TOPEKA, Kan. (May 7, 2021) – On Thursday, the Kansas House passed a bill to legalize medical marijuana in the state despite ongoing federal cannabis prohibition.
The Senate Federal and State Affairs Committee introduced Senate Bill 158 (SB158) in February. The legislation would establish a medical marijuana program in Kansas for qualified patients. The proposed law would authorize medical marijuana for the treatment of about two-dozen conditions including Alzheimer’s disease, cancer, Crohn’s disease, glaucoma, multiple sclerosis, post-traumatic stress disorder and traumatic brain injury.
Under the proposed law, the state would license and regulate medical cannabis growers, testing labs, processors distributors and retailers. Patients would be able to purchase a 90-day supply.
SB158 includes some limits on the program. Smoking and vaping products would still be prohibited and there is no provision in the measure for home cultivation. Counties would have the authority to prohibit medical marijuana businesses from operating within their jurisdictions.
Despite the limited nature of the program, enactment of SB158 would take a big step forward, as Kansas Cannabis Business Association CEO Erin Montroy told Marijuana Moment.
“Today, a Republican initiative to legalize medical marijuana was passed by a Republican supermajority in a non-ballot initiative state. This is a watershed moment, the point where everything changes and nothing will ever be the same.”
EFFECT ON FEDERAL PROHIBITION
Under the federal Controlled Substances Act (CSA) passed in 1970, the federal government maintains complete prohibition of marijuana. Of course, the federal government lacks any constitutional authority to ban or regulate cannabis within the borders of a state, despite the opinion of the politically connected lawyers on the Supreme Court. If you doubt this, ask yourself why it took a constitutional amendment to institute federal alcohol prohibition.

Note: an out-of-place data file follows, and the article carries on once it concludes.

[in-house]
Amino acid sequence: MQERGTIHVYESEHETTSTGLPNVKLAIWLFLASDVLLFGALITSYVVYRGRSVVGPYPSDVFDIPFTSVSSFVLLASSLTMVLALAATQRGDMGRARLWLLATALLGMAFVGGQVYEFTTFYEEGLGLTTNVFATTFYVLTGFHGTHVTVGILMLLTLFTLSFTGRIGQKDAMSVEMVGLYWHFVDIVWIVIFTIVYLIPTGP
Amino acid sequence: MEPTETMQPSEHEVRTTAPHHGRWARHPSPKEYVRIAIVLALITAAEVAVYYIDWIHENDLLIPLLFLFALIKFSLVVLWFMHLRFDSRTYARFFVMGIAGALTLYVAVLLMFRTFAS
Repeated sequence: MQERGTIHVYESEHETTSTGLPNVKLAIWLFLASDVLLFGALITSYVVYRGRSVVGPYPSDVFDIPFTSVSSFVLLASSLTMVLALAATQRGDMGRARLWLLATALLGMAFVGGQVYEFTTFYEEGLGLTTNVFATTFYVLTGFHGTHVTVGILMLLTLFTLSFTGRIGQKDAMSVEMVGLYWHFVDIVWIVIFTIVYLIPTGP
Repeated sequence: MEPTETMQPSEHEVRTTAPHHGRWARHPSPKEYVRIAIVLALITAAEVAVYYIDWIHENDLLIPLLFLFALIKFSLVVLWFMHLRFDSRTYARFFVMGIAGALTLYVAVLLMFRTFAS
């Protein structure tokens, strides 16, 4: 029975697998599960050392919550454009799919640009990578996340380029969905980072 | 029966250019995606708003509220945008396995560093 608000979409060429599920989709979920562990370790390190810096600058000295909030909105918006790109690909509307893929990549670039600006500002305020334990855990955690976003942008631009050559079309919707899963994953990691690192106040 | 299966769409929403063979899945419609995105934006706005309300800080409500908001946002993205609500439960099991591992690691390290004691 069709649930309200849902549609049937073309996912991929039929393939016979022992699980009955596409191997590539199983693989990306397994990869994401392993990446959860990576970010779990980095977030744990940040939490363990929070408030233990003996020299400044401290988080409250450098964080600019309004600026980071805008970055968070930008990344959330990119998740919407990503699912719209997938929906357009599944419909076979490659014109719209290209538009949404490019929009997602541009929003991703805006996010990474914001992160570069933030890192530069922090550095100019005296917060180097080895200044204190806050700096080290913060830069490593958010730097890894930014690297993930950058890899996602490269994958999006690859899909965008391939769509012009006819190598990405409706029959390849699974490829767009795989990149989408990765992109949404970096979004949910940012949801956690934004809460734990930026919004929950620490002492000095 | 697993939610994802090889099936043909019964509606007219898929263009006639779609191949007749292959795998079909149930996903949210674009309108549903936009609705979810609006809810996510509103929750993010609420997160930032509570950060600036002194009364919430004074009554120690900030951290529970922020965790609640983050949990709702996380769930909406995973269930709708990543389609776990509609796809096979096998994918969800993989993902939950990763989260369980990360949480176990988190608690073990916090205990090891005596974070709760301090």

The legalization of medical marijuana in Kansas would take the first step and remove a layer of laws prohibiting the possession and use of marijuana in the state even though federal prohibition remains in effect. This is significant because FBI statistics show that law enforcement makes approximately 99 of 100 marijuana arrests under state, not federal law. When states stop enforcing marijuana laws, they sweep away most of the basis for 99 percent of marijuana arrests.
Furthermore, figures indicate it would take 40 percent of the DEA’s yearly budget just to investigate and raid all of the dispensaries in Los Angeles – a single city in a single state. That doesn’t include the cost of prosecution. The lesson? The feds lack the resources to enforce marijuana prohibition without state assistance.
A GROWING MOVEMENT
Kansas is one of a growing number of states simply ignoring federal prohibition and nullifying it in practice.
Colorado, Washington state, Oregon and Alaska were the first states to legalize recreational cannabis, and California, Nevada, Maine and Massachusetts joined them after ballot initiatives in favor of legalization passed in November 2016. Michigan followed suit when voters legalized cannabis for general use in 2018. Vermont became the first state to legalize marijuana through a legislative act in 2018. Illinois followed suit in 2019. New Jersey, Montana and Arizona all legalized recreational marijuana through ballot measures in the 2020 election and Mississippi legalized medicinal cannabis. Earlier this year, New York, New Mexico land Virginia legalized marijuana through legislative action.
With 36 states including allowing cannabis for medical use, and 17 legalizing for adult recreational use, the feds find themselves in a position where they simply can’t enforce prohibition anymore.
The lesson here is pretty straightforward. When enough people say, ‘No!’ to the federal government, and enough states pass laws backing those people up, there’s not much the feds can do to shove their so-called laws, regulations or mandates down our throats.
SB158 now goes back to the Senate for concurrence with the House amendments. Marijuana Moment reported, “Advocates are hopeful that the measure will pass the Senate in the coming days during the legislative veto session.” But a local TV station reported the measure likely won’t be taken up by the Senate until next year.
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